Journal of Regenerative MedicineISSN: 2325-9620

All submissions of the EM system will be redirected to Online Manuscript Submission System. Authors are requested to submit articles directly to Online Manuscript Submission System of respective journal.

Conservative treatment approach of Achilles tendon ruptures with orthobiologics: case series

The Achilles Tendon (AT) is one of the strongest tendons in the body; it is also the most frequently ruptured tendon with increasing incidence. Unlike other tendons, AT ruptures are highly correlated with physical activity. In fact, more than 75% of AT ruptures occur during sportive maneuvers. AT rupture is a prevalent and debilitating condition linked to overuse injuries in the ankle and foot. Managing this condition is often complex due to the inadequate vascularity of tendons, relying on synovial fluid diffusion for nutrient supply. The weakened strength resulting from AT rupture can heighten the risk of further complications. While surgical interventions are commonly employed as the primary treatment, challenges may persist in the postoperative period. In contrast, therapeutic interventions with orthobiologics and shockwave therapy have demonstrated notable success in regenerative procedures. In this case series, 3 patients received multiple sessions of bone marrow aspirate, injectable platelet-rich fibrin and extracorporeal shockwave therapy. In the initial sessions, they already exhibited satisfactory healing results as assessed through functional measures, MRI findings, and pain scores. The patients successfully resumed sports activities without complaints, and follow-up MRI scans indicated evident signs of AT restoration. This case series highlights the safe and effective use of autologous orthobiologic products and shockwave therapy as viable alternatives for enhancing the healing process in musculoskeletal tissue injuries.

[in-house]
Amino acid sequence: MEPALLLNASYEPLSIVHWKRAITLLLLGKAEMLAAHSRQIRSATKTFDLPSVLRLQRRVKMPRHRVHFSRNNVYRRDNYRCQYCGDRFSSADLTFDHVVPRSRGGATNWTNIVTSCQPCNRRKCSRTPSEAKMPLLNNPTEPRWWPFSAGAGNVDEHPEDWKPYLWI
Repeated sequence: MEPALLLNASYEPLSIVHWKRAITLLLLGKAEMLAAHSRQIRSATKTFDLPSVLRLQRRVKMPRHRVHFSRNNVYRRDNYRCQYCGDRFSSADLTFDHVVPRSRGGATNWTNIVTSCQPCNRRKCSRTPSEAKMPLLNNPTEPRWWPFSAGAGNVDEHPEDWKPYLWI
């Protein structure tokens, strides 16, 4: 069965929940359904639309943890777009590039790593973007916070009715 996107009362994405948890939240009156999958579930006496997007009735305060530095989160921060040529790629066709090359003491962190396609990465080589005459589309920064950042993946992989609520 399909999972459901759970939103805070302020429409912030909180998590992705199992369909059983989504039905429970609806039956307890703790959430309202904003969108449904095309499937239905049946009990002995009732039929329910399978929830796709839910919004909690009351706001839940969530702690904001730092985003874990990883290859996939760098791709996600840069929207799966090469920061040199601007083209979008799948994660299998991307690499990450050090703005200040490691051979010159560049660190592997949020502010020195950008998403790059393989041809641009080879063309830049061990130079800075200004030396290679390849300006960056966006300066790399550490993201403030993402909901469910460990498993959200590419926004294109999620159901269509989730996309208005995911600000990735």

Methods: Patients received the following treatments: a single Bone Marrow Aspirate (BMA) and then Injectable Platelet-Rich Fibrin (i-PRF) injections fortnightly for 12 weeks, in addition to a weekly session of Extracorporeal Shock Wave Therapy (ESWT). The patients were reassessed at all follow-ups with physical evaluation and ultrasound examination. In addition, we also recommended lifestyle adjustments emphasizing the importance of sleep, diet and metabolism for better tissue recovery. At the end of 12 weeks, we requested a new magnetic resonance imaging of the left ankle for a comparative study, which revealed a significant improvement in the radiological findings. The results of this case report suggest that the application of orthobiologics plus ESWT expedites healing and rehabilitation time and reduces costs and risks inherent to the surgical procedure, which is particularly important in elderly patients and/or with co –morbidities. This approach may therefore represent a viable alternative for the accelerated recovery of musculoskeletal tissue injuries with safety and efficacy.


Keywords: Case Series; Achilles Tendon; Bone Marrow Aspirate; Platelet-Rich Fibrin; Shockwave Therapy; Regenerative Medicine.

Special Features

Full Text


Track Your Manuscript

Media Partners